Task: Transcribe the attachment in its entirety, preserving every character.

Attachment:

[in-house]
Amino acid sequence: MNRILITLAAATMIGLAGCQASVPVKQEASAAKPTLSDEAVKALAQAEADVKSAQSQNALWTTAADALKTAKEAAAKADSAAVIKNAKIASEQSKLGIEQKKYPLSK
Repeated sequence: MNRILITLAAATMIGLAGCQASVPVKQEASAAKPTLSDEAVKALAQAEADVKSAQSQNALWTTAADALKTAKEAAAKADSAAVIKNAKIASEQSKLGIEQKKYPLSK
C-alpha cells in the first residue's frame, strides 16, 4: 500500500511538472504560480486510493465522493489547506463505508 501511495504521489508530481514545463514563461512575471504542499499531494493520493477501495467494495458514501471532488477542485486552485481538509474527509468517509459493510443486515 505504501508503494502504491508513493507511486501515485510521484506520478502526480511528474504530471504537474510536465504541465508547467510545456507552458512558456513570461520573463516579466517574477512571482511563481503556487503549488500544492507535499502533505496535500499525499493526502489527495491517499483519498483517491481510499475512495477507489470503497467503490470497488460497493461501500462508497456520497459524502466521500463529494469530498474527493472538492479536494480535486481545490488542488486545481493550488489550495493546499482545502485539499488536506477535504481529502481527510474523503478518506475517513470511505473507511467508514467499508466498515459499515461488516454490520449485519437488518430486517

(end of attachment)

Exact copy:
[in-house]
Amino acid sequence: MNRILITLAAATMIGLAGCQASVPVKQEASAAKPTLSDEAVKALAQAEADVKSAQSQNALWTTAADALKTAKEAAAKADSAAVIKNAKIASEQSKLGIEQKKYPLSK
Repeated sequence: MNRILITLAAATMIGLAGCQASVPVKQEASAAKPTLSDEAVKALAQAEADVKSAQSQNALWTTAADALKTAKEAAAKADSAAVIKNAKIASEQSKLGIEQKKYPLSK
C-alpha cells in the first residue's frame, strides 16, 4: 500500500511538472504560480486510493465522493489547506463505508 501511495504521489508530481514545463514563461512575471504542499499531494493520493477501495467494495458514501471532488477542485486552485481538509474527509468517509459493510443486515 505504501508503494502504491508513493507511486501515485510521484506520478502526480511528474504530471504537474510536465504541465508547467510545456507552458512558456513570461520573463516579466517574477512571482511563481503556487503549488500544492507535499502533505496535500499525499493526502489527495491517499483519498483517491481510499475512495477507489470503497467503490470497488460497493461501500462508497456520497459524502466521500463529494469530498474527493472538492479536494480535486481545490488542488486545481493550488489550495493546499482545502485539499488536506477535504481529502481527510474523503478518506475517513470511505473507511467508514467499508466498515459499515461488516454490520449485519437488518430486517